It's chunky, but can be easily ground up in a spice grinder or a few blows of a hammer will suffice. I am guessing since it is available on Prime, it would ship from within Canada.

I would try the local India store first - ask someone to help you get Kala Namak.

:Niranjan.
 

MattKing

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Thanks, I missed that one.
I see I could get a 4 pound jar of it in ground up form from the same site at very reasonable cost.
But that is a lot of salt! Particularly before I've experimented with it.
I'll add it to my Amazon wish list.
And I will try a local Indian food supplier first.
 

NedL

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And I will try a local Indian food supplier first.
Try that... I'd be surprised if you can't find kala namak locally. Our regular grocery store has it ( but they do have a display with a couple dozen kinds of salts... )
This thread is making me want to pull it out and play with it again too.
 

MattKing

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If you want a chuckle, read the user reviews on Amazon for Black Salt. It appears that a fair number of people who buy it there aren't aware how a salt that includes sulphur and is likely to produce hydrogen sulfide when used is likely to smell! :D
 
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Here is an analysis of the mineral composition of Pink Salt. Sulfur content varies from 1703.97 mg/kg to 33754.34 mg/kg in the samples they tested with the average being 7344.70 mg/kg. In comparison, the white table salt they tested had 431.22 mg/kg of Sulfur.

Regarding the high alkalinity of the Black Salt solution, it seems Sodium sulfide hydrolyzes in aqueous solution as follows:

upload_2022-1-21_11-22-2.png


Dissociation constant of the last two is smaller than that of the second and hence the solution becomes alkaline.
 
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nmp

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Here is an analysis of the mineral composition of Pink Salt. Sulfur content varies from 1703.97 mg/kg to 33754.34 mg/kg in the samples they tested with the average being 7344.70 mg/kg. In comparison, the white table salt they tested had 431.22 mg/kg of Sulfur.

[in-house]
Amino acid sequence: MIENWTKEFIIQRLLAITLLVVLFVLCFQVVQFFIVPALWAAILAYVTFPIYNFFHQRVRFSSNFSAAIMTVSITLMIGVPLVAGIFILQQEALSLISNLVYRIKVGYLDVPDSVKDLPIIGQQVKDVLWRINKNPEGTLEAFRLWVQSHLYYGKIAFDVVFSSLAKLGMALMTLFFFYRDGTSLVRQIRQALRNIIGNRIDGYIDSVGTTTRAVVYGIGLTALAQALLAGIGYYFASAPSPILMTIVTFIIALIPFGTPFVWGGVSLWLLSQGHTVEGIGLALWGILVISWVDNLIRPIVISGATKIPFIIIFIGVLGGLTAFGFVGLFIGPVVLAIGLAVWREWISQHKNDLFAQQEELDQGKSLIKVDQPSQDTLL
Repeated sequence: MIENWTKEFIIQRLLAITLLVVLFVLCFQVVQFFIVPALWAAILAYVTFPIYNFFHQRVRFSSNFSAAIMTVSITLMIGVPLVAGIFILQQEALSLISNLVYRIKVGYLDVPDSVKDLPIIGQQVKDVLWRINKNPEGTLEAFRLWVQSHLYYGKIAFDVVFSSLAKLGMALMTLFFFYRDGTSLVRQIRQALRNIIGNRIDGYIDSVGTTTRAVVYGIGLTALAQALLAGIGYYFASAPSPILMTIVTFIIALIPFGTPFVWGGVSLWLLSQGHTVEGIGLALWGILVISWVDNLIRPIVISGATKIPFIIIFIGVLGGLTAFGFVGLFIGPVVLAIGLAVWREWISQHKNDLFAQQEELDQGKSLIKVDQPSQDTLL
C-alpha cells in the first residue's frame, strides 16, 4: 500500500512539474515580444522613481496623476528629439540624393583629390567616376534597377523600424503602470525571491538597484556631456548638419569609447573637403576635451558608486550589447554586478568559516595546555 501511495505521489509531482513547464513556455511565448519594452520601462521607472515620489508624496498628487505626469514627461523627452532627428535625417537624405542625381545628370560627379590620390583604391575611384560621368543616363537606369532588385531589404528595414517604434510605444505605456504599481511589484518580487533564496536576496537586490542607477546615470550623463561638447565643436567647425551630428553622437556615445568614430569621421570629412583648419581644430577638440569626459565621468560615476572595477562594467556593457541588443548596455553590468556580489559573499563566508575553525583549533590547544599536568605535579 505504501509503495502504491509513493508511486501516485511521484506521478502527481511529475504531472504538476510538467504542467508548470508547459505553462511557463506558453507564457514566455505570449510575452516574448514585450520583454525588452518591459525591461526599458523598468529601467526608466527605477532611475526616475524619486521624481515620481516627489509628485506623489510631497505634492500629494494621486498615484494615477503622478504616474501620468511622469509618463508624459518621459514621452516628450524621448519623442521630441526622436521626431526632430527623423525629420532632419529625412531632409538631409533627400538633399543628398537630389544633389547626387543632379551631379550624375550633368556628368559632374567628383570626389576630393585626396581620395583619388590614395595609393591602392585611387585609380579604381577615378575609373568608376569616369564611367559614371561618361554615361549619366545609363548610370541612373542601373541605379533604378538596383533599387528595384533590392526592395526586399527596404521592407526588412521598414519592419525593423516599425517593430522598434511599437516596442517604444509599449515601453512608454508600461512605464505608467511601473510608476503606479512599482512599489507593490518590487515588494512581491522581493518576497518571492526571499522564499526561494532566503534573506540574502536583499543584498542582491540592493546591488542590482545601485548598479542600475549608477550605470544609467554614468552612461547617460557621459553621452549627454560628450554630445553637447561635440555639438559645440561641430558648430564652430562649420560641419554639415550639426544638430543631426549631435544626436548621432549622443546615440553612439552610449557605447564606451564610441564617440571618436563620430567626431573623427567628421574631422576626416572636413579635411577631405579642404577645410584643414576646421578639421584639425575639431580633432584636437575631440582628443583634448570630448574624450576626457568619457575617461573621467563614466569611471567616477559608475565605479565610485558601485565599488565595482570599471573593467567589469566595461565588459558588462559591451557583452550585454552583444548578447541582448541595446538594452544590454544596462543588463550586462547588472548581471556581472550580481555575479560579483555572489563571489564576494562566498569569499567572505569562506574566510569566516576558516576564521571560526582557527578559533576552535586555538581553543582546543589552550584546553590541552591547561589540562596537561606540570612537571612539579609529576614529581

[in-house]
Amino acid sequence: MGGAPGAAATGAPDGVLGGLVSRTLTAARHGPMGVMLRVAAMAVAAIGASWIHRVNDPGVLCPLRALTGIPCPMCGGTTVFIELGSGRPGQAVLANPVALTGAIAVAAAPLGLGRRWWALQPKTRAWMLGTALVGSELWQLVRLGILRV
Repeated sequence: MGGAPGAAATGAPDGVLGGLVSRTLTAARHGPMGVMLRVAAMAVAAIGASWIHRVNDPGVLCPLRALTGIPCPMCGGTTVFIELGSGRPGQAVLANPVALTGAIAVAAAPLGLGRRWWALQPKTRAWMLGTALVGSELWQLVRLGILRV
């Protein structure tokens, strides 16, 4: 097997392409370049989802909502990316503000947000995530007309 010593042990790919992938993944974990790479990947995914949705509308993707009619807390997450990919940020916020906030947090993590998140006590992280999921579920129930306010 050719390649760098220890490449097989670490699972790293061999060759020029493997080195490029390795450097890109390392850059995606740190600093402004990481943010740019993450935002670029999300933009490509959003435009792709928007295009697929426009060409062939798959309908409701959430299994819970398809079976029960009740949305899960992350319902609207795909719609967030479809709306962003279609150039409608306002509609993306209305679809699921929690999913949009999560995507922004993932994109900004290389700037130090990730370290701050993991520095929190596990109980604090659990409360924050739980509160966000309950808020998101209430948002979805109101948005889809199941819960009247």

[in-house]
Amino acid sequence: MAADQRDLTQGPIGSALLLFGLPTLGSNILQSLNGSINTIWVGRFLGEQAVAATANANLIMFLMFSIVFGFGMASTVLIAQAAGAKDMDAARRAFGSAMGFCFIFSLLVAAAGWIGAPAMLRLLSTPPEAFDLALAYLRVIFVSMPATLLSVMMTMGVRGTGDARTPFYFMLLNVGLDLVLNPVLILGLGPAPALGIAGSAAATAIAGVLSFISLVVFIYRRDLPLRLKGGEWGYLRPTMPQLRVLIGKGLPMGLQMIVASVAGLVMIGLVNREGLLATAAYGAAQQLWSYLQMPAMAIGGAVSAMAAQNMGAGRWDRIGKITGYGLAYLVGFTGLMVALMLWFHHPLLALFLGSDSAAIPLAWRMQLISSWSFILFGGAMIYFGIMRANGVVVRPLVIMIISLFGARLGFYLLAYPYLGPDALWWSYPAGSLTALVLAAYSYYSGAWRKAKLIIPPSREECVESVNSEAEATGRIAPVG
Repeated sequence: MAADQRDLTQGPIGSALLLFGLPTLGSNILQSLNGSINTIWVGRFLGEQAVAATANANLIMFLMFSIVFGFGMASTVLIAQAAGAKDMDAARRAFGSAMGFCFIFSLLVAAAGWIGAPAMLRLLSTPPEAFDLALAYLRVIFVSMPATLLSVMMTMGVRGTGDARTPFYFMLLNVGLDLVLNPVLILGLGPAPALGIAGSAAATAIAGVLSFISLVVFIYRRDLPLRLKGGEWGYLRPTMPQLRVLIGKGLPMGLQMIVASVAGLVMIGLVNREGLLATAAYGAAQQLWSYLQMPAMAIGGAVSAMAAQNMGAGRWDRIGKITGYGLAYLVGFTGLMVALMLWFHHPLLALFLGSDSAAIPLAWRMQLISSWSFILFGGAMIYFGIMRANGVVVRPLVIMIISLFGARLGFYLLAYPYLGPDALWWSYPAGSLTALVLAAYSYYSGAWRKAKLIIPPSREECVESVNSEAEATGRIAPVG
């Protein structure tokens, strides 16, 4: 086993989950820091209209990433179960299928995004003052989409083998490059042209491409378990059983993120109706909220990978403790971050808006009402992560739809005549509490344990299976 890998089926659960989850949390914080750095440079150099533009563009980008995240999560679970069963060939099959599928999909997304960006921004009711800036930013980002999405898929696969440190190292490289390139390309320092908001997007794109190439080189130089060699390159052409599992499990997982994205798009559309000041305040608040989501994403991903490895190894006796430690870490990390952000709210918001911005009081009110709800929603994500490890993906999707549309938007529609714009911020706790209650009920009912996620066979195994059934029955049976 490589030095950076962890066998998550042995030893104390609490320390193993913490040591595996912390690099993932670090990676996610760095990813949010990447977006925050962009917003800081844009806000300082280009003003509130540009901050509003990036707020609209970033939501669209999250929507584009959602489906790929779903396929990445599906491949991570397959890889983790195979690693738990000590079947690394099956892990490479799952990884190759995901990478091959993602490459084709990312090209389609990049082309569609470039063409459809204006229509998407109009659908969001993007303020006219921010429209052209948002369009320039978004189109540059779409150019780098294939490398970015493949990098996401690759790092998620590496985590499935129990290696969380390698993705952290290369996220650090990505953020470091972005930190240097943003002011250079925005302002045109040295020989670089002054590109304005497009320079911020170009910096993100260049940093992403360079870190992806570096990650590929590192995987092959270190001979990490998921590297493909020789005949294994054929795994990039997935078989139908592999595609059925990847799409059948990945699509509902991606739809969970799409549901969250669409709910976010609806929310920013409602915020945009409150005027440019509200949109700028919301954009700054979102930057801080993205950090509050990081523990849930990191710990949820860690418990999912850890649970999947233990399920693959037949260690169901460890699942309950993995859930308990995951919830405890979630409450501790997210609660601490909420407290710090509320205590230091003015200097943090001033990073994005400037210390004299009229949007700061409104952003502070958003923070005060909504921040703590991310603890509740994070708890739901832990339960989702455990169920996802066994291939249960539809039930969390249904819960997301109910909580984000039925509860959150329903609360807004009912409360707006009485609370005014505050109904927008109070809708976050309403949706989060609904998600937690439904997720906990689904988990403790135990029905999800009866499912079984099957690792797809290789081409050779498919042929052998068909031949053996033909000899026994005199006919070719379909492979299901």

Regarding the high alkalinity of the Black Salt solution, it seems Sodium sulfide hydrolyzes in aqueous solution as follows:

View attachment 296148

Dissociation constant of the last two is smaller than that of the second and hence the solution becomes alkaline.

Thanks for the links. First one is a treasure trove - didn't think the sulfur content could vary so much.

Regarding alkalinity of the solution, I checked the same for my Kala Namak sample and it is practically unchanged from my tap water used to make the solution, i.e. around 6. So there is no move towards alkaline scale after dissolving the salt (0.5-2%.) I am intrigued that one you have makes such a high pH solution. I wonder if the powdered stuff loses some of its sulfuric content as opposed to the un-ground one that yours seems to be. Of course, this Keya brand could inherently have higher sulfur than the one I have. Or may be it has some added sodium carb/bicarb or something.

Regarding hydrolysis, it fits with the experience of a more intense whiff of H2S gas soon as the salt is added to water.

:Niranjan.

Addendum: Looking closely at Table 3 in the study, it seems the really high (5 figures) sulfur salts are mostly from Australian sources. Himalayan ones vary but within 4 figures with one exception in crystal form greater than 10K.
 
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RalphLambrecht

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How about this one:

https://www.amazon.ca/Rani-Unrefined-Friendly-Indian-Scramble/dp/B089K6F634/ref=sr_1_3?crid=10E55QD83K4MY&keywords=black+salt+kala+namak&qid=1642712557&s=grocery&sprefix=black+salt+,grocery,63&sr=1-3&th=1

It's chunky, but can be easily ground up in a spice grinder or a few blows of a hammer will suffice. I am guessing since it is available on Prime, it would ship from within Canada.

I would try the local India store first - ask someone to help you get Kala Namak.

:Niranjan.

That's right; I get it at my local Asian food store.